The American League Gold Glove winners are in, and as always, they missed the mark in multiple positions.
First off, let me say that the voters hit the outfield award-winners right on the mark.
Ichiro and Torii Hunter each collected their ninth Gold Glove, and both are well deserving of the award.
On a side note, Ichiro has won the award in his first nine Major League seasons and is the only player to do so. He also extended a streak for the Seattle Mariners, who have now had a Gold Glove winner in a Major League best 23 consecutive seasons.
Moving on to the infield, Mark Teixeira was the easy choice at first base.
Teixeira displays excellent glove work at first and is also one of the most intelligent fielders in the game.
For example, a right-handed first baseman struggles making a throw down to second base when on the inside of the base path, but Teixeira handles this play as well, and usually better, than any left-hander at the position. He has excellent touch on his throws and is able to direct them with pinpoint accuracy.
Evan Longoria was a great choice at third base, and the budding superstar has many more awards coming his way in the future.
He may have lucked out, however, because if Joe Crede had played the entire season, the award may have gone into his hands.
At catcher, look no further than the eye-popping play that Joe Mauer made against the Yankees earlier in the season to see the magnificent way he plays behind the dish.
Mauer leaped out in front of the plate to field a bunt, and when he retrieved the ball, he dove back towards home to tag the runner out at home just in time.
Not only does he make plays like that on a daily basis, but he also commanded a not-so-good pitching staff into the playoffs.
In regards to choosing a pitcher, it is always a toss-up, and why not reward the sure-handed, recently perfect Mark Buehrle?
So with the agreeable selections out of the way, that brings us to the middle infield, where I have to throw my hands up in amazement at the Gold Glove recipients.
Derek Jeter, who was once an elite shortstop, has no business winning the award, and Placido Polanco is by no means the best second baseman in the American League.
At shortstop, where is the love for Marco Scutaro?
He is long forgotten in the powerhouse AL East, but the 33-year-old veteran made only 10 errors in 621 chances during the 2009 season.
Jeter made just eight, but only had 554 chances in five more games played than Scutaro.
This discrepancy in attempts is one of the reasons I would give the nod to Scutaro.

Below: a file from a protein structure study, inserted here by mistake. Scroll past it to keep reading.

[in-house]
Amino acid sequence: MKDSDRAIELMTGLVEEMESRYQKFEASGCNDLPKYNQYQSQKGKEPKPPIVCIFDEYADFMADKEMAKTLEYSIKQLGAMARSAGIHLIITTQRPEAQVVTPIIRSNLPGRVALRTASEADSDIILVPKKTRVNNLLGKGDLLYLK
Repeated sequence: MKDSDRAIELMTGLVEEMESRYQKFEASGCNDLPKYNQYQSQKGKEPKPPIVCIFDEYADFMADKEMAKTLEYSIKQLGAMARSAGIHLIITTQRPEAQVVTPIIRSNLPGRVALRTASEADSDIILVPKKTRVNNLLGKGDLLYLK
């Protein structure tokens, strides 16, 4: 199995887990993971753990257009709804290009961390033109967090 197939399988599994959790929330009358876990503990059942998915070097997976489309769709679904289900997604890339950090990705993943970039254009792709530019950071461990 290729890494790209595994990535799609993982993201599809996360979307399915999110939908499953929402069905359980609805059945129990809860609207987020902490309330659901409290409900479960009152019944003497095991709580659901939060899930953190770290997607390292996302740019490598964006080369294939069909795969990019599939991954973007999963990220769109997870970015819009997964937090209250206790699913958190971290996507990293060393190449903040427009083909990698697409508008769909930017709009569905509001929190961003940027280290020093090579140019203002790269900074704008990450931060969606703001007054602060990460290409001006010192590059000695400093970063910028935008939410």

The gap is partially due to Jeter’s decreased range and lack of ability to get to balls that other shortstops—like Scutaro—can get their gloves on. That increased range makes for more chances, and therefore more errors.
The bottom line is that you can’t make an error on a ball you can’t touch, so Scutaro shouldn’t be penalized for having just two more errors when he possesses so much better range than Jeter.
Undoubtedly, Jeter received votes for not only his past history, but for the history he passed during the regular season.
He of course passed Lou Gehrig for the all-time Yankees’ lead in hits, and I’m sure that many votes were swayed in Jeter’s favor based on this event alone.
Don’t get me wrong, Jeter is a once-in-a-generation leader and has achieved a level of excellence on the field throughout his career that puts his amongst the game's elite, but he didn’t play a Gold Glove shortstop in 2009.
In my opinion, even youthful players like Elvis Andrus and Asdrubal Cabrera made better cases for the award in 2009 than Jeter.
As for Polanco at second base, the voters were certainly persuaded by the gaudy statistic he boasts of making only two errors in 731 attempts during the regular season.
Yet any baseball scout or even your average fan could tell you that Polanco is not on the same level as Dustin Pedroia of the Boston Red Sox.
I personally dislike Pedroia and pretty much despise anything and anyone from Boston, but even my personal thoughts can’t drown the fact that the youngster’s outstanding play in the field is undeniably good and the award was done a disservice by going to Polanco.
Pedroia has implausibly quick hands and the feet of a dancer when he turns double plays, a characteristic in which Polanco is lagging behind.
Pedroia can also track balls down in shallow right field and deep into foul territory on which no other players, let alone the aging Polanco, can get to within 10 feet.
But the voters saw that Pedroia had the “gigantic” total of six errors in 663 attempts, rendering him unworthy of the honor.
This lazy selection process of Gold Glove winners is thoroughly flawed, and the middle infield choices in 2009 fell perfectly in line with the predictably bad selections year-after-year.
Those who cast a vote rarely can compile a full profile on the player that best defends his position throughout the entirety of the season, and voters are therefore reduced to using highlight reels and stat sheets to form their final decision.
With such an abstract way of reasoning among the voters, it allows room for too many biased opinions to come into play, rendering the award meaningless at many positions and useless for the annals of baseball history.